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    1. I don’t think it unfair to say that any poll that involves SL users voting on any other product or platform produced by LL that is seen as a “threat” to SL is actually worth the results it gives, simply because people are going to be driven to react negatively towards “the other”, out of fear, uncertainty, doubt and misinformation / misunderstanding (and there was a *lot* of the latter two back when Sansar was first “announced”).

      Having spent a reasonable amount of time in Sansar since it was in its closed phase, I believe that it has a huge amount of potential. The problem, from my perspective has been a largely marketing issue, and in two ways. First, those at the top of LL bought into the whole ridiculous hype concerning VR’s market value (i.e. that from a standing start as a consumer product, it was going to hit US $20 billion by the end of 2016 and rocket to $70 billion by 2020) when there was simply no evidence to back such claims other than a wing, a prayer and a lot of wishful thinking.

      Second, because VR didn’t exploding into the consumer consciousness the way the hype “foretold”, Sansar was then bogged down in a lack of understanding of where and how to market it in order to build an audience. Thus, it ended up from wibbling between not being a virtual world, but being a platform, and being a virtual world AND a platform, then seemingly to desperately chase any VR-related opportunity that came along – first “social VR”, then “gaming VR” (via steam) and most recently “Live events” (admittedly with VR de-emphasised).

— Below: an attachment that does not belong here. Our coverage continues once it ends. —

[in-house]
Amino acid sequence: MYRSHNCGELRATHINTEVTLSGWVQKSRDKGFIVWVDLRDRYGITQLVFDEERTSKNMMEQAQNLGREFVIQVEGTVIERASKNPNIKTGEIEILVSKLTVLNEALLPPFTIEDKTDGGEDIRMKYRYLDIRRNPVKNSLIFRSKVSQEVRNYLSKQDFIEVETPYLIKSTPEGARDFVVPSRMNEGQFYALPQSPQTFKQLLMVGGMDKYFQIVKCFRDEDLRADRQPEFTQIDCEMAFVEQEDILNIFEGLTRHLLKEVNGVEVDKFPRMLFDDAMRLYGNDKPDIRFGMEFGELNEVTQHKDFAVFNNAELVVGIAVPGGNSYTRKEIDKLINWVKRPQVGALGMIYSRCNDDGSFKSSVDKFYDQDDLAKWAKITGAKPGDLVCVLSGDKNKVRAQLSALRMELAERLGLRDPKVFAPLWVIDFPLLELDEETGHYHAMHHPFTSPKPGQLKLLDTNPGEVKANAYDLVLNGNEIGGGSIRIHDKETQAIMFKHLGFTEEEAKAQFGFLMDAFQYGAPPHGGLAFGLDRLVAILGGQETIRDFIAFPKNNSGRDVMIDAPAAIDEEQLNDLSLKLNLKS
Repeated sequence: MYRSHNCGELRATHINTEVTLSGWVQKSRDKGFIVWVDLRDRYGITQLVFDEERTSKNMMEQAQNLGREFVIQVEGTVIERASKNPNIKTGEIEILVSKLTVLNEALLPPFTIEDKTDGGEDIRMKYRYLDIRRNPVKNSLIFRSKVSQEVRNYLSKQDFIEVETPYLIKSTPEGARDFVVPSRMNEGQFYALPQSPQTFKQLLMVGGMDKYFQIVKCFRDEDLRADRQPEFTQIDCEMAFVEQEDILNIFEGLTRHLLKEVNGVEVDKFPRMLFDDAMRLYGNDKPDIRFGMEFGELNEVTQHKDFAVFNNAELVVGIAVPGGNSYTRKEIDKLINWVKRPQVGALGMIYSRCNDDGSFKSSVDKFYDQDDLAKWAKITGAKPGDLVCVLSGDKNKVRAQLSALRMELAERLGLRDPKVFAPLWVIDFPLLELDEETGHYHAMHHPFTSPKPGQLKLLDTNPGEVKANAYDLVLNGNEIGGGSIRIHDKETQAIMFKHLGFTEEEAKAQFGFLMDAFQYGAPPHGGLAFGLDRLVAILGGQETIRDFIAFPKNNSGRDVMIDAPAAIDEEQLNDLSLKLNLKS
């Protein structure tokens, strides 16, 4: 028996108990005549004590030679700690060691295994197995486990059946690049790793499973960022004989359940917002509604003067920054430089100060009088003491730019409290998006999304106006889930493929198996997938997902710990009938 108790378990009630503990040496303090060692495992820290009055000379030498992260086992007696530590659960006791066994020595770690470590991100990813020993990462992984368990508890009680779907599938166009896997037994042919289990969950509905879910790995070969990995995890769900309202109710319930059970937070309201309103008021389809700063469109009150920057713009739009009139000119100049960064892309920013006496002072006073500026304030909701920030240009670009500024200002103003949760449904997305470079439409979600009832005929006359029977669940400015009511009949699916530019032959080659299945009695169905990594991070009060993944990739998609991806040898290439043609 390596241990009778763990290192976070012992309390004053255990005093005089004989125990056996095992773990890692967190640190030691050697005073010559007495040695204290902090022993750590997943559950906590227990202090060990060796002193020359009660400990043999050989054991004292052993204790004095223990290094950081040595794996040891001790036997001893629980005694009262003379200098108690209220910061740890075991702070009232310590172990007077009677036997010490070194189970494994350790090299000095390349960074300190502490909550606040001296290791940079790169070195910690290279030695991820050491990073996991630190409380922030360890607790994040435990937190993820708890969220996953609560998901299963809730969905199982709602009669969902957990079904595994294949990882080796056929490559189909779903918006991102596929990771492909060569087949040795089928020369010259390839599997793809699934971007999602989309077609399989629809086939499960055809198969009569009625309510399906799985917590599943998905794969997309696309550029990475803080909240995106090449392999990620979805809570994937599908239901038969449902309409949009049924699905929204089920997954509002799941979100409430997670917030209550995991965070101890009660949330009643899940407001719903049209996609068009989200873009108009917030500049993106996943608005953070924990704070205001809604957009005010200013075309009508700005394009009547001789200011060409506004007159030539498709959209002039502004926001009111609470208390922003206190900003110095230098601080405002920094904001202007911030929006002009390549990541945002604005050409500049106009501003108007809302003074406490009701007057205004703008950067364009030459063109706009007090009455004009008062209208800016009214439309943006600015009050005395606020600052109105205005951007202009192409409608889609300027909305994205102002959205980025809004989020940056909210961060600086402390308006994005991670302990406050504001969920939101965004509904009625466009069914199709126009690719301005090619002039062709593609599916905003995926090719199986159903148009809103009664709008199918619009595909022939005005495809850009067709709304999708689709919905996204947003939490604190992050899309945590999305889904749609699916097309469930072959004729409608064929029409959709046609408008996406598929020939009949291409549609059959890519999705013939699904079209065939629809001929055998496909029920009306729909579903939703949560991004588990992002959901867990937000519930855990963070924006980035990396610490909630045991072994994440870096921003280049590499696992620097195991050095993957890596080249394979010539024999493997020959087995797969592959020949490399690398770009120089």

Far better, IMHO (and which I’ve stated in these pages almost from the outset), would have been to keep Sansar’s development behind closed doors, feeding it carefully and gently whilst keeping an eye on consumer and business VR uptake, with the latter also incorporating the potential for Sansar to offer a white label solution (Something I also discussed in the past, and Ebbe Altberg did actually indicate to be a potential for Sansar).

      As to “sucking up resources”, that’s not always a fair analysis either. True, in the early days of re-starting the work of Project Sansar (remembering that it actually had its seed planted back in the Rod Humble era), did see resources “pulled away from” Second Life and placed on Sansar somewhat to SL’s detriment.

      However, this did actually stop fairly quickly, when it was decided to split the two projects into two, each with its own team and recruiting path (which admittedly then leaves the question on potential management bias in where the thrust of recruiting should be placed when both SL and Sansar needed a similar resource). And while it may seem that the money spent on recruiting human resources for Sansar “could” have been spent on recruiting people into work on Second Life, there is also limited truth to this, simply because there is only so much manpower that can be thrown at any given product or project before people start tripping over one another, getting in each other’s way, etc., and potentially generating confusion rather than results.

      As to Sansar’s future: time will tell on that; hopefully an announcement will be forthcoming before too much longer.